Nonetheless, I finished this book and really enjoyed it. Goldsmith is a professor at Boston University and I got to hear her lecture about this book and her research last year - she was a very dynamic speaker, and I was instantly intrigued by the story of these
Oct 02, 2012 rated it really liked it
This book is a biography of two famous sisters of the mid 17th century and their extradinary lives. They, Marie Mancini who became Princess Colonna and her younger sister Hortense who became the Duchess of Mazarin,were born into privelege as the nieces of Cardinal Mazarin of Italy. Cardinal Mazarin became an exceedingly wealthy and influential leader in European affairs. He was an intimate advisor to Louis XIII and ultimately became the French Prime Minister unedr the reign of Louis XIV. Cardina ...more
I did not read the write-up for this book very carefully and was expected historical fiction. Instead, it is a biography of two women who were "the first media celebrities...the first to print [their] life stor[ies] under [their] own name[s]...the first divorce case to be aired in teh media...the first women to travel for pleasure, adventure, and escape" (ARC page 225). There is certainly a lot of material for a whole series of historical fiction novels here (Philippa Gregory or Hollywood should ...more
May 16, 2012 rated it really liked it
The Kings’ Mistresses is a very entertaining account of sisters Marie and Hortense Mancini who caroused their way across Louis XIV’s Europe at a time when that was just not done. Their uncle, a powerful cardinal in France, tried to insure his legacy by arranging prestigious matches for his nieces before he died, but he made his decisions too hastily because both men soon became controlling and abusive. Defying the standards of the time Marie and Hortense escaped, fleeing their husbands and setti ...more
Mar 20, 2012 rated it liked it
I only read this because once a gazillion of years ago Marie Mancini showed up in Vicomte de Bragelonne and back then wikipedia didn't exist and well I was curious. The most interesting part would be how both Marie and Hortense separated themselves from their husbands and survived, in a way, in a time where divorce was not an option. Yet, it's hard to sympathize with Hortenese when every passage is about "seeking pleasure" I was not surprised at all by the manner of her death. Marie's separati ...more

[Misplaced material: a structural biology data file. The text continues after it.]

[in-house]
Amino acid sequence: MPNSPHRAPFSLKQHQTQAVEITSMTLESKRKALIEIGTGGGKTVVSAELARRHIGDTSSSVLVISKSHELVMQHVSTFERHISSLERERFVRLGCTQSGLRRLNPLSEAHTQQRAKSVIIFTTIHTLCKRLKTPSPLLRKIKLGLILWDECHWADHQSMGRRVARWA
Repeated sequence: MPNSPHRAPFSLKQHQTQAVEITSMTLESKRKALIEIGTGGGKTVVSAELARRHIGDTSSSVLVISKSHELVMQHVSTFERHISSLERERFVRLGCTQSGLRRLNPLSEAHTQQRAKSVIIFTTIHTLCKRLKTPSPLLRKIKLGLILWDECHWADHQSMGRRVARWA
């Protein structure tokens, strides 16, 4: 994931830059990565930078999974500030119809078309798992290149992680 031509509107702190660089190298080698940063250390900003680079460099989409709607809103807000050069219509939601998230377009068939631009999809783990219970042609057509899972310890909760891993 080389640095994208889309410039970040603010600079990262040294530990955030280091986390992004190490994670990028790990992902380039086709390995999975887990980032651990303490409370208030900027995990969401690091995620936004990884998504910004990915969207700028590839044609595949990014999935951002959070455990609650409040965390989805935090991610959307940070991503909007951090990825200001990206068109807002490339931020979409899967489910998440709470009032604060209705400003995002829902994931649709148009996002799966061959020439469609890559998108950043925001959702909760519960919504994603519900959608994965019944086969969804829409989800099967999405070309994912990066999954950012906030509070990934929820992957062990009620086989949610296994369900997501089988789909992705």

Julie Ferguson
Sep 12, 2013 rated it really liked it
Goldsmith tells the stories of two mistresses of Louis XIV early in his reign. The title is misleading as their time as the Sun King's mistresses was short. This book is about Marie and Hortense's battles to overcome unhappy marriages and to gain some independence in a time when wives were possessions of their husbands.

They were nieces of Cardinal Mazarin who brought them to Louis XIV's court as young girls, then married them off to remove them from the king. History has been unkind to them, por
Jun 28, 2014 rated it really liked it
Shelves: non-fiction, 4-stars
Lively and well-written, with generous use of equally engaging primary sources. It's not a deep or particularly analytical biography, but I enjoyed its positivity and its intense commitment to understanding these two interesting sisters on their own terms.

I came into this book already a fan of Hortense (because "the mistresses of Charles II" is one of my areas of interest in British history, alongside the following: Eleanor of Aquitaine, the Plantagenets, definitely not the Tudors ugh, sometimes
Feb 03, 2012 rated it liked it
This book was recieved free as part of the Goodreads Free Reader Program.

Well this is as much a history lesson as it is about a pair of sisters who seem to be out of their timeline.

As part of the story narrative we peek in on life in England, France, Italy, and Spain during the mid to late 1600's. Which means that while you have the story about the adventures of the two sisters you are also learning, very devious on the part of the author; but welcome.

Hortense and Marie just don't seem to want t
Chantal E. R. H.
Dec 30, 2012 rated it really liked it
I had never heard of these sisters, or if I had, I didn't remember them. They are very interesting women and I wish I had paid more attention if I had indeed heard of them before. The book is short and an extremely easy and quick read. I wish it had gone a bit more in depth, but it did a good job getting the two women's personalities and motives across. It was the perfect book to bring on vacation. Again, it was a bit of a lighter read than I wished it to be since the subjects were so fascinatin ...more
Jul 08, 2012 rated it liked it
Sometimes, I get a book, and I'm sure I will love it. I stalk it and I know that this book and I will walk on beaches, will share bottles of wine, and have cute book babies. This book should have been my one true love.

Instead, it was an awkward blind date where the convo lagged, the food was blah, and the evening was just long.

The information was good. The story was compelling. The writing was fine.

Yet, I never went "oh dear god, I must get back to that book." Instead, I was reading it and think
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Elizabeth C. Goldsmith is a professor of French and director of the study abroad curriculum at Boston University. She has written books on literature in the age of Louis XIV, focusing on letter correspondences and women's writing. She teaches courses on seventeenth-century theater and the novel, travel writing, and historical fiction.
More about Elizabeth C. Goldsmith...